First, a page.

The biggest project in this topic is the website IoT ONE  which is - according to its own statement - “mapping the Global Ecosystem of the Industrial Internet of Things”. Case studies, use cases, suppliers, software and hardware are listed on its website amongst a lot of other sections. IoTplatforms as discussed in this thesis are part of the software section. The website counts 158 IoT applications, 76 middleware softwares and 54 Application Enablement Platforms (AEPs). The benefit of this work is of course the huge source of platforms to be selected for the analysis in this thesis. One drawback of IoT ONE is that the available data is superficial. A software category, deployment type, first launch, current version and a short description are available for most platforms, for some there is an overview of support offering or pricing methods. For a few platforms, there are also case studies linked. However, a lot of the given information on IoT software is not up to date. For example, Google CloudIoT Core is still listed as private beta despite of the official launch for general availability in February 2018  and Macchina.io has not listed any other version since its first release in January 2014 which is not even listed on Macchina’s own release notes and despite having had nine releases since then . Other platforms are listed as AEP despite being just a full-built application with no possibility to create an application on top and vice-versa. The best thing that could have been used from IoT ONE would be its pricing rating which rated software in four steps: “price leader”, ”below market average”, “market average” and “above market average”. However, this rating was deactivated in April 2019. Overall, IoT ONE gives an overview of IoT software without technical details. In comparison, the goal of this thesis is to offer a comparison on a more in-depth and more technical level.
Although the IoT design paradigm does not restrict the type of communication technology to be used for connect- ing the objects, there are many smart city use-cases in which wireless is the only feasible option. In many applications, long range transmissions are required in addition to low energy consumption and the battery-powered nodes are expected to function for at least 10 years without battery recharge or replacement. However, many of the conven- tional long-range wireless technologies consume too much energy (e.g. WiMAX, 2G, 3G and 4G technologies) and are not optimised for smart city scenarios. Low-power wide area network (LP-WAN) technologies provide features that can be explored to achieve the delicate balance between these seemingly conflicting requirements through some trade- offs between performance, complexity and cost, e.g. data rate, data size vs energy consumption. The aim of this paper is therefore to investigate the effects of the traffic characteristics of smart city applications on the battery life of the end devices and explore the trade-offs using the features available in each LP-WAN technology.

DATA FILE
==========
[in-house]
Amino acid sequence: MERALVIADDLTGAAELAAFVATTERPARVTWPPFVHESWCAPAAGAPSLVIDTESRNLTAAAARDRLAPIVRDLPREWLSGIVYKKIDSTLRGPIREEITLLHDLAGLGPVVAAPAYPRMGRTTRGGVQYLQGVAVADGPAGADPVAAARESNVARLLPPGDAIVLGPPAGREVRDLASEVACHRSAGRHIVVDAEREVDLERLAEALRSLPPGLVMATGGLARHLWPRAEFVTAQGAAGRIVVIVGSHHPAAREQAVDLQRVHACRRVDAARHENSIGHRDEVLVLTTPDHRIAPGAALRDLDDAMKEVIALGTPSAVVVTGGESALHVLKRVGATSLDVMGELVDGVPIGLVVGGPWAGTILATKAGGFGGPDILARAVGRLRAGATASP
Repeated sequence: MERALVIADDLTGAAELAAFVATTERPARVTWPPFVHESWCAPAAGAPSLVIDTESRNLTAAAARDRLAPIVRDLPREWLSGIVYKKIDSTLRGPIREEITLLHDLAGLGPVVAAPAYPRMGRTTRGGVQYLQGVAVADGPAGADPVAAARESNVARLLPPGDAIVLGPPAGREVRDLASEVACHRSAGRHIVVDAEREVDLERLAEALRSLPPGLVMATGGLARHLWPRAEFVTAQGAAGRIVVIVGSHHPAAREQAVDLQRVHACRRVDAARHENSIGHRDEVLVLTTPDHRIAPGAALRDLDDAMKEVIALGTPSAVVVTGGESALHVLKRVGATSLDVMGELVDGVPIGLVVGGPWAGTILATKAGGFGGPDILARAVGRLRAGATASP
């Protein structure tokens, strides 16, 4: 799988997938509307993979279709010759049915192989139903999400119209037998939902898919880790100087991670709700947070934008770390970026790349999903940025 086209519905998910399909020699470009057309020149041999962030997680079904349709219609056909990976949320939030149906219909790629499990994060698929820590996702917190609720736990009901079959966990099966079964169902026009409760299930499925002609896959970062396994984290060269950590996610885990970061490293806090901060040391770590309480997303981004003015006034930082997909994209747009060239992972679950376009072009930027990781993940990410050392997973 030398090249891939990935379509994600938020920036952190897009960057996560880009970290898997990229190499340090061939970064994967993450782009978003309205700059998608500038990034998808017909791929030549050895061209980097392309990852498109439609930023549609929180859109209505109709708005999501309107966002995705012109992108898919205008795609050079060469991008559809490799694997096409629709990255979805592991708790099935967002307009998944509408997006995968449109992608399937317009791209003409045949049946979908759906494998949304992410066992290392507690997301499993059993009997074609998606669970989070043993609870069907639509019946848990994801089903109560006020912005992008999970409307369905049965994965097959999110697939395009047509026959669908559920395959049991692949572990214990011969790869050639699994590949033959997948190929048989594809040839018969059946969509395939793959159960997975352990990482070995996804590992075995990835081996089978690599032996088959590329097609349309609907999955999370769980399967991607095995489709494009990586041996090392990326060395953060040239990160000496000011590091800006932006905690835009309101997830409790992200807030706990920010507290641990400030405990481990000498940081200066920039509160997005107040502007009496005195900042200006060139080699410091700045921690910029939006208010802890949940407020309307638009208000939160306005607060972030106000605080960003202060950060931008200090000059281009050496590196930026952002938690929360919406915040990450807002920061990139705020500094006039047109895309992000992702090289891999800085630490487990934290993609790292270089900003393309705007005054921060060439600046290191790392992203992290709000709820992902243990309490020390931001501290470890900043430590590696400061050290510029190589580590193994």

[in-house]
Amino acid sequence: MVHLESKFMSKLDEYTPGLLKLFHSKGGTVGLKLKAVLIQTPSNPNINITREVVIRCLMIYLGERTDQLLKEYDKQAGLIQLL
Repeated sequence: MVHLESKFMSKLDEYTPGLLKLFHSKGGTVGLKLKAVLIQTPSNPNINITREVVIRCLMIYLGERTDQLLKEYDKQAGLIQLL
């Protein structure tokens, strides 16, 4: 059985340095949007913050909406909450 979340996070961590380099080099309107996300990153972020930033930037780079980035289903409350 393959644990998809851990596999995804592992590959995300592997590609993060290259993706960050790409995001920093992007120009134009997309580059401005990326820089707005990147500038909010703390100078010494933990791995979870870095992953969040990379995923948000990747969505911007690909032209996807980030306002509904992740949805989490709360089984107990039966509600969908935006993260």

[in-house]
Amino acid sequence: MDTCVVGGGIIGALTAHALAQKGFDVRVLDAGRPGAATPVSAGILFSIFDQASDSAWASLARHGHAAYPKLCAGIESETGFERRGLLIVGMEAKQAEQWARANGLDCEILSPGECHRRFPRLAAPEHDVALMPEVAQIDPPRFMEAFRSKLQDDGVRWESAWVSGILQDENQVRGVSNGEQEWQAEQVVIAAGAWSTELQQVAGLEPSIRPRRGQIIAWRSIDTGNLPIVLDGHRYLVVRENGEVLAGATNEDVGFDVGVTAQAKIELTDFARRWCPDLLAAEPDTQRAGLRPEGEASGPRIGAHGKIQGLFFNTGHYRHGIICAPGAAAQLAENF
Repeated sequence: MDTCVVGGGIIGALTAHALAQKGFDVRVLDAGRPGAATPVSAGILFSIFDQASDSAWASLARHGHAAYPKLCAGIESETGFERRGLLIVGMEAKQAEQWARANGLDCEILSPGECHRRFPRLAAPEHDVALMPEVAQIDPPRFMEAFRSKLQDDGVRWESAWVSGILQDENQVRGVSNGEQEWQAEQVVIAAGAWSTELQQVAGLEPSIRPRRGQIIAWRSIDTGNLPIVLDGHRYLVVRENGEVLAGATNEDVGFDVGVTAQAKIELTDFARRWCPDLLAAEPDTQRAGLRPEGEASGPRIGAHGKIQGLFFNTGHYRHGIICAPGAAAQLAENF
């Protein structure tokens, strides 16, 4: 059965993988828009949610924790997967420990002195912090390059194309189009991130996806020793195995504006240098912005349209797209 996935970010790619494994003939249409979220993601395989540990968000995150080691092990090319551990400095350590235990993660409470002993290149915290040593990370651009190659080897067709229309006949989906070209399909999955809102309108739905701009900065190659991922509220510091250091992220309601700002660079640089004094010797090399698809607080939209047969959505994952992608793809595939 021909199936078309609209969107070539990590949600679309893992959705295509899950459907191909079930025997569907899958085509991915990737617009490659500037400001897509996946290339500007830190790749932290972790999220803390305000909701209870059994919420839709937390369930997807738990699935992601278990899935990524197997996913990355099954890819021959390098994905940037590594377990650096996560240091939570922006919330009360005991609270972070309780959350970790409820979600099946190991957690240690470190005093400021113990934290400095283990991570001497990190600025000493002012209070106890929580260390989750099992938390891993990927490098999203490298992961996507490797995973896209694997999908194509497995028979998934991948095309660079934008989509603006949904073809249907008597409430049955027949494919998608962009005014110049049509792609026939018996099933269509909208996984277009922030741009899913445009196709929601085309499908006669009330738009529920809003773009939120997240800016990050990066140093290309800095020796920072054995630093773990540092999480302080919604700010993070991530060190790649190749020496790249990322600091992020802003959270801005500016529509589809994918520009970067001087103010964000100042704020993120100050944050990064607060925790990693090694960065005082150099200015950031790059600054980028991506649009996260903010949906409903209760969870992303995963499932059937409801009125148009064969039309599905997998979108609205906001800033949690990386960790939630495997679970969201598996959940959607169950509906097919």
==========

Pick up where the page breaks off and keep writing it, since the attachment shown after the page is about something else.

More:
The discussed surveys , , ,  note the potential of edge computing in data analytics and point out the impor- tance of edge computing in IoT for handling the rapid increase of the number of connected devices. Our study contributes to employing edge computing for data analytics by combining edge and cloud computing for the delivery of ML applications. Smart cities are one of the commonly discussed use cases and applications of edge computing. Mohammad et al.  ex- amined possibilities of service-oriented middleware for cloud and fog enabled smart city services. They did not discuss specific smart city services but focused on the middleware. Their experiments demonstrated the benefits of edge com- puting in terms of response time. Tang et al.  presented a hierarchical fog computing architecture for the support of connected devices in smart cities. In addition to the hierarchy of fog nodes, the proposed model includes the cloud as the top layer. The evaluation was performed on an event detection task in a smart pipeline monitoring system: the preliminary results demonstrated the feasibility of the proposed architec- ture. Similar to Mohammad et al.  and Tang et al. , our study also employs both edge/fog and cloud, but differs from theirs in that it also includes an extensive evaluation of the presented edge-cloud architecture.
o gateway e a TTP de autorização ao próprio utilizador. Apenas este poderá autorizar a autenticação verificando e comparando dois simples códigos.